And with 'Caravans To The Outer Worlds' you wrote an awesome thrash song, maybe the fastest song in a long time...how did it come about? Is it some kind of homage to the old heroes like Kreator?

I guess those influences will creep into the songwriting when the riffs are kind of thrashy and I come more from a thrash metal background from my youth. I wasn't really a metal drummer for many years so I wasn't part of the black metal thing in the 90s. I was more into psychedelic and progressive stuff then. When I got back into metal, my references kind of stopped in 1990 (laughs). So what I have to go on is the stuff that I learned from Slayer, early Metallica, Kreator, those kinds of bands. So definitely there will be an old school thrash metal vibe in those kinds of songs.

I dare say that with "Heimdal" you have an even wider range between progressive and black metal than ever before, do you agree?

I think that's a fair assessment. As we've grown older, we have started not giving a shit even more (laughs) so the references are probably even clearer. If we do a black metal homage then we just go full on and a thrash metal riff we don't hide. We just explore that to the fullest and also the progressive elements. Hopefully we managed to go further in every direction. It just makes the ideas more fully realized in a way. If you're going to go Krautrock and early Kraftwerk, let's just go for it!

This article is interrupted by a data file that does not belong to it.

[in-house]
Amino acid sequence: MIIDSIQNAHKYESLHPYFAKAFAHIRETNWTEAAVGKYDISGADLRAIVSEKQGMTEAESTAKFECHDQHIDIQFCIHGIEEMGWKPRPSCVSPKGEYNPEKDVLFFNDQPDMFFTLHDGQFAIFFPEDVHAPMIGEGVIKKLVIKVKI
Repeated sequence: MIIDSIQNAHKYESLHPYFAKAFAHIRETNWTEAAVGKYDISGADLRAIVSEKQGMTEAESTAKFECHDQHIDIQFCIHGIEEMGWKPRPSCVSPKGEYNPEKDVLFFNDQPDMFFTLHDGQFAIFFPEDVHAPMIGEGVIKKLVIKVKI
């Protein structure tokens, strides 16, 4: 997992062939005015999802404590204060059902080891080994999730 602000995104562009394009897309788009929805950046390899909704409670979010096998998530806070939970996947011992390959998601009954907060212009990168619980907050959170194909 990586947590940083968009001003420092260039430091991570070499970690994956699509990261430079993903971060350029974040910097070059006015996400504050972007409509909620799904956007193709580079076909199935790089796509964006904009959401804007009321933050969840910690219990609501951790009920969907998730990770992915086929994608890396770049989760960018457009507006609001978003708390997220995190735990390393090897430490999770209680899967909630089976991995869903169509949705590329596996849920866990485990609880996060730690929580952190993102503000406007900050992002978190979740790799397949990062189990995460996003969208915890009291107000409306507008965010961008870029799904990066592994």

Maybe it depends on my age and the fact that I'm also into some prog stuff like Rush after all these years only being into death, black and thrash especially when I was a teenager but with "Heimdal" it is pretty much easier to listen to than albums like "Isa" or the other stuff you released in the early 2000s – this was pretty more difficult to access to….

Well, that's interesting because in the minds of a lot of people probably the Heimdal album is the difficult one and especially compared to Utgard or albums like Isa. So it is interesting that you say that! Maybe it has to do with our age group but Heimdal is just more logical for us now. It explores more fully the influences that maybe have always been there but it's out now on display a bit more.